Why search PPC marketers are short-term thinkers
Published: October 2, 2012
Author: Dennis Yu
Yesterday, I was talking with a large retailer about how to optimize Facebook ad campaigns. They had successfully moved down the curve – building fans (they now have 16 million), then building engagement (their PTAT is about half a million), then driving conversions (playing with offers and contests).
They began by optimizing to a cost per fan, then moved into a cost-per-engagement model. They know that comments are worth more than likes and that posts are worth more than comments, so they bid appropriately, as any good search marketer would.
But then they wanted to measure the organic and viral lift of their Facebook ads. For each post, how much amplification were they getting? How about new users they’ve never seen before?
When optimizing to CPF (cost per fan), were they inadvertently going after the lowest-quality fans? Perhaps this didn’t align with the demographics of real-world fans.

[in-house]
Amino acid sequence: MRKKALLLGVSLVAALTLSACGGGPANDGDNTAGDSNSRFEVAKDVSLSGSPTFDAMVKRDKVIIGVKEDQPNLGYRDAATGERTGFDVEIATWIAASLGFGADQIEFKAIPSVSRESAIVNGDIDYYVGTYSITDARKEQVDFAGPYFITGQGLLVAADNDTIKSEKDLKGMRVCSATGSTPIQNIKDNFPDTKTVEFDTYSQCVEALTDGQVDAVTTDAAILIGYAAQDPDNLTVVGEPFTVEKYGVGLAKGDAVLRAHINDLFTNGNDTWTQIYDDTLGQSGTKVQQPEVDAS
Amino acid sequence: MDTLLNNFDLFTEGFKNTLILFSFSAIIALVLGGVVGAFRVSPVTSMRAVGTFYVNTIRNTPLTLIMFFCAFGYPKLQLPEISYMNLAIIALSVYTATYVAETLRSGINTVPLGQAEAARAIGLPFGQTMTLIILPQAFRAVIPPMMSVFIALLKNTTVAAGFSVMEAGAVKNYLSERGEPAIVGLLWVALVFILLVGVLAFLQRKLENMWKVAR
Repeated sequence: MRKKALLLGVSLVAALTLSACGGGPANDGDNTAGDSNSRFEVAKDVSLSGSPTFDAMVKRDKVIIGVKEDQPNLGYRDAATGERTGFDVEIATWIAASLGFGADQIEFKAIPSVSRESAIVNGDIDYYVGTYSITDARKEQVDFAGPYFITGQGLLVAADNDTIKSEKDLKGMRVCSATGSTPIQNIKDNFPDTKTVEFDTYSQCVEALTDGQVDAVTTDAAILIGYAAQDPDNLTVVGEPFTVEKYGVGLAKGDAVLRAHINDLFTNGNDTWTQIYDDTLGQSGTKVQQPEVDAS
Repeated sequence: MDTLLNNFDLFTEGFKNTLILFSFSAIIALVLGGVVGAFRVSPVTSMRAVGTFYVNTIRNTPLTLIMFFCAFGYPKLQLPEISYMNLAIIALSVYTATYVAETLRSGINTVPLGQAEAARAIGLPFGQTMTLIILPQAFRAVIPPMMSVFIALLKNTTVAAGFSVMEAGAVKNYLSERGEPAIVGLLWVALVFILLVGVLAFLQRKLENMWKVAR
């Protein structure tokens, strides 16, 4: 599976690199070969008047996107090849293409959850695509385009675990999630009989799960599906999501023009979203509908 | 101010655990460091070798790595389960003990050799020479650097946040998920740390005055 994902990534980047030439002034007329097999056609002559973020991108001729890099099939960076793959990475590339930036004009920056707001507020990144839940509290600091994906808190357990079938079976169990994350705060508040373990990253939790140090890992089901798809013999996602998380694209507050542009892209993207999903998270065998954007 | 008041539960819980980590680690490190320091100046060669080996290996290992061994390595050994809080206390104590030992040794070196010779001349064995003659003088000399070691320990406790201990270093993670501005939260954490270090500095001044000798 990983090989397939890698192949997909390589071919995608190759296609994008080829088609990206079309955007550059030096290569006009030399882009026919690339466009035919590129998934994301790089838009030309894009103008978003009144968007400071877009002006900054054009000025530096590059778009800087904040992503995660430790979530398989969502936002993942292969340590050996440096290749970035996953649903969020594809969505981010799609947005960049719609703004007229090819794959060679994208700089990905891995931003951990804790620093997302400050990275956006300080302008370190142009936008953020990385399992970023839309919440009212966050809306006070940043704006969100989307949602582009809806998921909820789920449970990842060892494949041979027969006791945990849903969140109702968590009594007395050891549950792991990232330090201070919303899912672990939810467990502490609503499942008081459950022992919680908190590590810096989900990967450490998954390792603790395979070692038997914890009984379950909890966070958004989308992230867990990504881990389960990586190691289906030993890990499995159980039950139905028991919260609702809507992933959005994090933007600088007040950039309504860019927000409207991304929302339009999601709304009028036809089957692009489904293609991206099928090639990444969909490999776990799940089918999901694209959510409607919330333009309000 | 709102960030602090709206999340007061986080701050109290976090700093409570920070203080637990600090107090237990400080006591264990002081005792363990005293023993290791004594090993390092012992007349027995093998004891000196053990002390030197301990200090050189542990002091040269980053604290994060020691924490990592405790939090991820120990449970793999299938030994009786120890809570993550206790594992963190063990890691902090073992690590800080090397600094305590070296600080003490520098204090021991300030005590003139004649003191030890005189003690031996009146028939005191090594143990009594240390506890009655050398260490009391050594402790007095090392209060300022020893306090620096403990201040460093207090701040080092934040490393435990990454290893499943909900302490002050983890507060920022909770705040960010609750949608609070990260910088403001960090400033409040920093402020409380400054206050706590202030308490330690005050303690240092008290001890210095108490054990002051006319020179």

And were they dumbing down their content accidentally by blindly promoting posts only on which drew the most interactions? Maybe they skewed towards photos of puppies/babies/bacon? Different posts should have different objectives– not all lumped into the same bucket for comparison.
At the core of the problem is that search PPC marketers are trained to go for immediate conversion – the search box provides immediate demand, against which you compete against other vendors trying to satisfy that query. You pay each time to show in the auction.
Yet social PPC marketers go for many lightweight interactions over time, like a dating ritual. There is value in getting the other person’s phone number, going on a first date, and other steps prior to consummation. In Facebook, we pay to get the initial engagement, but then get the benefit of being able to talk to that fan later without necessarily having to pay.
This distortion causes many search PPC marketers to be short-term thinkers when it comes to social. These are some tenets we live by:
- There is investment cost to generate relationships that pay off over time, yet are still measurable.
- The power of social ads is amplifying what customers are saying about you, not by directly marketing at them.
If you’re a direct marketer, have you adjusted your attribution model to account for this? How about the impact of a fan influencing their friends in the real world (not in a string of comments on a Facebook post), which drives loyalty and LTR?
How effectively can influence be measured in impressions, clicks, and CTR/CPC?
– Dennis Yu